The Gathering Storm: A Case of Fever and Neck Pain

1University of California, San Francisco, San Francisco, CA

Meeting: Hospital Medicine 2011, May 10-13, Dallas, Texas.

Abstract number: 242

Case Presentation:

A 47‐year‐old man with a history of ul‐cerative colitis (UC) was admitted for malaise, fever, and neck pain. On arrival he was ill‐appearing, febrile (39.2°C), hypotensive (80/63 mm Hg), and tachycardic (163 bpm) with an exam notable for tender thyromegaly. Of note, the patient had been recently hospitalized for UC‐related hemorrhagic proctitis, during which he had had a peripherally inserted central catheter placed and removed prior to discharge. Initial management focused on volume resuscitation, initiation of broad‐spectrum antibiotics, and urgent evaluation for sources of infection. Neck CT showed an enlarged heterogeneous thyroid, which in this context was most consistent with acute suppurative thyroiditis. Thyroid‐stimulating hormone (TSH) was 0.08 mIU/L (0.4–4 mIU/L), and free T4 was 47 pmol/L (9–24 pmol/L). Blood cultures grew methicillin‐resistant Staphylococcus aureus. Because of concern for an embolic source of the thyroid infection, an echocardiogram was done, which revealed vegetations on the aortic valve and papillary muscle. His recent central line was a key risk factor for endovascular infection. On hospital day 3 he developed new altered mental status and hypertension. Repeat free T4 was above the assay maximum. His presentation was now most consistent with thyrotoxic crisis, which resolved after treatment with corticosteroids and propranolol. Although he improved clinically, a thyroid ultrasound done for persistent leukocytosis showed an abscess. This was successfully managed with percutaneous drainage and did not require surgical intervention. The patient ultimately developed hypothyroidism requiring oral replacement therapy, but he recovered well and was discharged to a skilled nursing facility for reconditioning.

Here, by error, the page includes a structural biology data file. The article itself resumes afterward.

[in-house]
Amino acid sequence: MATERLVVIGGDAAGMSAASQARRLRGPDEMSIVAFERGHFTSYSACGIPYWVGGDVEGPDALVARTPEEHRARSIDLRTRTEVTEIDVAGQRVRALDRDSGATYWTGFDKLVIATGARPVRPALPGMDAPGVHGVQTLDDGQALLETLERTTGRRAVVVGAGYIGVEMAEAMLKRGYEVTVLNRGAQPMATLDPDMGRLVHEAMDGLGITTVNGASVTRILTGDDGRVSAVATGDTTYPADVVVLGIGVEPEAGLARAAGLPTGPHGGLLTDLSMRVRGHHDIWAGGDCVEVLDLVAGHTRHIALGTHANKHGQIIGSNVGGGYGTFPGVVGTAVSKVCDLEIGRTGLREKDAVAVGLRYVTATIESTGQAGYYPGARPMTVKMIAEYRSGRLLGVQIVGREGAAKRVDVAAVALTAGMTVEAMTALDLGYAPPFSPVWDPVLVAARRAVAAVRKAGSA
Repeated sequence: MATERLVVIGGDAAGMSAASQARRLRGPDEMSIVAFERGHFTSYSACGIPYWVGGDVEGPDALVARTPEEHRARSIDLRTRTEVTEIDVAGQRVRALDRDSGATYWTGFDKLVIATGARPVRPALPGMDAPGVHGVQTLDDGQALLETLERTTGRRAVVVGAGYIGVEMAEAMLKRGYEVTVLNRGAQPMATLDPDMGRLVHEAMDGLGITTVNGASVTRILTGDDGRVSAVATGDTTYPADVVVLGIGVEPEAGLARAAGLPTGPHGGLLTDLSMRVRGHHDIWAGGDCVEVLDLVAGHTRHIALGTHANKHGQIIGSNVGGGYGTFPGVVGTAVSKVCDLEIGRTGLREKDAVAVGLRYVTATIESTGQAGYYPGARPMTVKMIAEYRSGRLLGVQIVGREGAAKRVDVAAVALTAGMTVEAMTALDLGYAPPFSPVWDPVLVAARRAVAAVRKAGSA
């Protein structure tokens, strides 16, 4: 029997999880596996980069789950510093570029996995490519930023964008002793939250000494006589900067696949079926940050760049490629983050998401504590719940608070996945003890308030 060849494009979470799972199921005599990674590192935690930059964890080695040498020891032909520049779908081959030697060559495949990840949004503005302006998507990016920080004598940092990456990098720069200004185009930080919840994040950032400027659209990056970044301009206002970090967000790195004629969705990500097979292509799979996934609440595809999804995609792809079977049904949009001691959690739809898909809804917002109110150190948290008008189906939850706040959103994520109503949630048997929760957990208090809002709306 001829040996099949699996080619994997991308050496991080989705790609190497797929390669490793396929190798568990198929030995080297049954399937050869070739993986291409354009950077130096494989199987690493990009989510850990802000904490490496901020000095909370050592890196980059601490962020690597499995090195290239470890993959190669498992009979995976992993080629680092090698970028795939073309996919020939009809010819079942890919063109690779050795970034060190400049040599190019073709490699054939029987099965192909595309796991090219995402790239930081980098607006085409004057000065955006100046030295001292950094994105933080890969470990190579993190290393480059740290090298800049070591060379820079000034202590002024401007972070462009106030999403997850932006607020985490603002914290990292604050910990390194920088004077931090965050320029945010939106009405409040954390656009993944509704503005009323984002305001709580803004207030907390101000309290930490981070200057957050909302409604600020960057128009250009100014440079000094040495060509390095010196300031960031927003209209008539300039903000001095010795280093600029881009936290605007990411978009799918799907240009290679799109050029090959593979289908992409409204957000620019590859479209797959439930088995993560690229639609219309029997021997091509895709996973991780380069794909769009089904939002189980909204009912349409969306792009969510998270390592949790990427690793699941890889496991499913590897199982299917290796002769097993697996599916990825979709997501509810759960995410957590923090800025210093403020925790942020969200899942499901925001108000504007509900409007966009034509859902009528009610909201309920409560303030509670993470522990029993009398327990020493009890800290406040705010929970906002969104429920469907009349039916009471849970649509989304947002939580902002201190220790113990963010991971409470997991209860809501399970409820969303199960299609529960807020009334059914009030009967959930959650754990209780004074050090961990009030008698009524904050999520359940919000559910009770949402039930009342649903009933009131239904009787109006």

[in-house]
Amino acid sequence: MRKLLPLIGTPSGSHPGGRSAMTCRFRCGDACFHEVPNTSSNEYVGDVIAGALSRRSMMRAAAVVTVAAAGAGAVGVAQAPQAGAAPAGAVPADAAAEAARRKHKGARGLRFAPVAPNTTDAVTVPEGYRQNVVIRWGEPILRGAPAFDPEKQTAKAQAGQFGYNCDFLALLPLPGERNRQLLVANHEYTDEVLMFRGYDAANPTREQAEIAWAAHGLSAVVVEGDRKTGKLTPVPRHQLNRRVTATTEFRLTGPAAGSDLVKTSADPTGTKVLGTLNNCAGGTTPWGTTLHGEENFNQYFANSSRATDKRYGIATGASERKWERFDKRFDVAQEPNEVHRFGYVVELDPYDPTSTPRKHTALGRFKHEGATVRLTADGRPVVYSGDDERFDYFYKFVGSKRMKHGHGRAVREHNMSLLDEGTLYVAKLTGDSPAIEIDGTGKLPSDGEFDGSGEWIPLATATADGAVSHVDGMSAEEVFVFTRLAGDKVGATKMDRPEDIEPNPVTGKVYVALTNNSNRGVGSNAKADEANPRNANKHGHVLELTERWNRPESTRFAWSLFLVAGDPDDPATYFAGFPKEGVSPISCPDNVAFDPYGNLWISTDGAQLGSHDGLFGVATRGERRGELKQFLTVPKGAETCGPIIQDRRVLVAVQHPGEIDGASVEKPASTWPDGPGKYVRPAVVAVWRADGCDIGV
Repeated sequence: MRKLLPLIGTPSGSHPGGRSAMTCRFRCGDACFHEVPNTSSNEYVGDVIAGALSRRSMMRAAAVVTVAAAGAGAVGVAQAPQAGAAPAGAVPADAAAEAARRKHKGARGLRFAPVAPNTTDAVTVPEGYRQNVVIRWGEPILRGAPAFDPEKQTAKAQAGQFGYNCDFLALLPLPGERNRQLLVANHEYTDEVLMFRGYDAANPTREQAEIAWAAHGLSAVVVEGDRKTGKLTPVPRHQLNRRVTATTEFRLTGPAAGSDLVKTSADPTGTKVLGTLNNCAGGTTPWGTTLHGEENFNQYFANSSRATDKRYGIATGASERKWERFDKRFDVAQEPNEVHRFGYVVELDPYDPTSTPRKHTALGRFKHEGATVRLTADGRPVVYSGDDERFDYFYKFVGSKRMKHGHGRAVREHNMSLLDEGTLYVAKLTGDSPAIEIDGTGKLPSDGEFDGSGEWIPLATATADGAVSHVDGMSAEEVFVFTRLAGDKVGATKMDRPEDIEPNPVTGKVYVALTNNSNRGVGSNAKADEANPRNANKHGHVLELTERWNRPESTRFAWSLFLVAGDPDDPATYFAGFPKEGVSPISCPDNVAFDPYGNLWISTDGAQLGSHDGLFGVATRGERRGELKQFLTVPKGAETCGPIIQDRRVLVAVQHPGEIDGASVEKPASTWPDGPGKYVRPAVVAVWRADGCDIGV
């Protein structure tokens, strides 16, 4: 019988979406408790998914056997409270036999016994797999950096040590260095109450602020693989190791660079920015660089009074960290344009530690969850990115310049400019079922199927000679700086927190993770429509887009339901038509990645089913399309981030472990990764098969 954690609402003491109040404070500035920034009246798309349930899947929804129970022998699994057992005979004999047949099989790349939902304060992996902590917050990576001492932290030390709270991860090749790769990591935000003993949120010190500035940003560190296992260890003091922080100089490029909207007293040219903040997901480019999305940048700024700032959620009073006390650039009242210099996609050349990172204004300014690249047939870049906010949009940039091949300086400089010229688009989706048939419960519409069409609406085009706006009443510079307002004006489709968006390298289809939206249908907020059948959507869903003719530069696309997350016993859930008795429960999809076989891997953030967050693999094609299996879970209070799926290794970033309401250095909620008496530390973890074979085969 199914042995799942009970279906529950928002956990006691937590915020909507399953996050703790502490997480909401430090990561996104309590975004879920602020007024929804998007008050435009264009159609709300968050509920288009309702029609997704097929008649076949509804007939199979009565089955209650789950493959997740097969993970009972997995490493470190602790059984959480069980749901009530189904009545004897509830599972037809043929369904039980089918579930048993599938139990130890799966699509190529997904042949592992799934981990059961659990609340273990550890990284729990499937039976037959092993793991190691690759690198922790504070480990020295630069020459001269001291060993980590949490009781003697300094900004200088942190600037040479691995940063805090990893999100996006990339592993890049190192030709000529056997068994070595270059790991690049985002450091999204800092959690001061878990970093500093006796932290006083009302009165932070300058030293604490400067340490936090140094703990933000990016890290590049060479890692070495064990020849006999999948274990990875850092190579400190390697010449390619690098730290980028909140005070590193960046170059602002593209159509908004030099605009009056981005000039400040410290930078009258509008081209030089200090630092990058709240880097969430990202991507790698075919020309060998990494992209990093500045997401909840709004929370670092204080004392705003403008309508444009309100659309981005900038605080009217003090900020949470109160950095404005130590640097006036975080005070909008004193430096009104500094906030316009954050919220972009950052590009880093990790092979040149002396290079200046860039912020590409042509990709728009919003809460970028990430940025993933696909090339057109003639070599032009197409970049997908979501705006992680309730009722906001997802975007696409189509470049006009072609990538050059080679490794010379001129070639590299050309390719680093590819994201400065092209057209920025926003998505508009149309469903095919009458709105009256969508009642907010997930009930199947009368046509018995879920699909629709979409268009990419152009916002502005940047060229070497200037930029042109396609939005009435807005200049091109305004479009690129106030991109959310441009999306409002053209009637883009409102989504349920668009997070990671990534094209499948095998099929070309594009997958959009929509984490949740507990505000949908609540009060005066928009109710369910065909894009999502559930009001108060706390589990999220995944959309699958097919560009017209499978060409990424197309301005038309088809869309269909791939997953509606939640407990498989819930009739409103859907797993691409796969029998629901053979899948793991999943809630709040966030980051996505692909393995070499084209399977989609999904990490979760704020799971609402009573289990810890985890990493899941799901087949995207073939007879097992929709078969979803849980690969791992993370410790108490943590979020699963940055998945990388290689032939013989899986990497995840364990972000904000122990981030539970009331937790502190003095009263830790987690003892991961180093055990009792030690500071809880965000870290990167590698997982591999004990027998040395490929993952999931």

Discussion:

Acute suppurative thyroiditis is a bacterial infection of thyroid tissue, most commonly caused by Staphylococcus aureus. Although it more often occurs in children with congenital connections between the thyroid and the oropharynx, it is also recognized as an uncommon complication of bacteremia. Inflammation causes release of preformed thyroid hormone in a TSH‐independent manner, and in rare cases this leads to thyrotoxic crisis. Because the hormone is preformed, thyroid suppressive‐medications are unnecessary. Although traditionally treated with surgical de‐bridement, recent case series demonstrated that conservative management with antibiotics and percutaneous drainage can be successful. Hypothyroidism is a common late complication.

Conclusions:

Acute suppurative thyroiditis is a rare complication of bacteremia and can cause thyro‐toxicosis. Although surgical debridement was previously thought to be essential, increasing experience reveals that conservative management can be successful in select cases.

Disclosures:

K. Bischoff ‐ none; S. Berkowitz ‐ none; S. Rennke ‐ none; N. Sehgal ‐ none

To cite this abstract:

Bischoff K, Berkowitz S, Rennke S, Sehgal N. The Gathering Storm: A Case of Fever and Neck Pain. Abstract published at Hospital Medicine 2011, May 10-13, Dallas, Texas. Abstract 242. Journal of Hospital Medicine. 2011; 6 (suppl 2). https://www.shmabstracts.com/abstract/the-gathering-storm-a-case-of-fever-and-neck-pain/. Accessed July 19, 2019.

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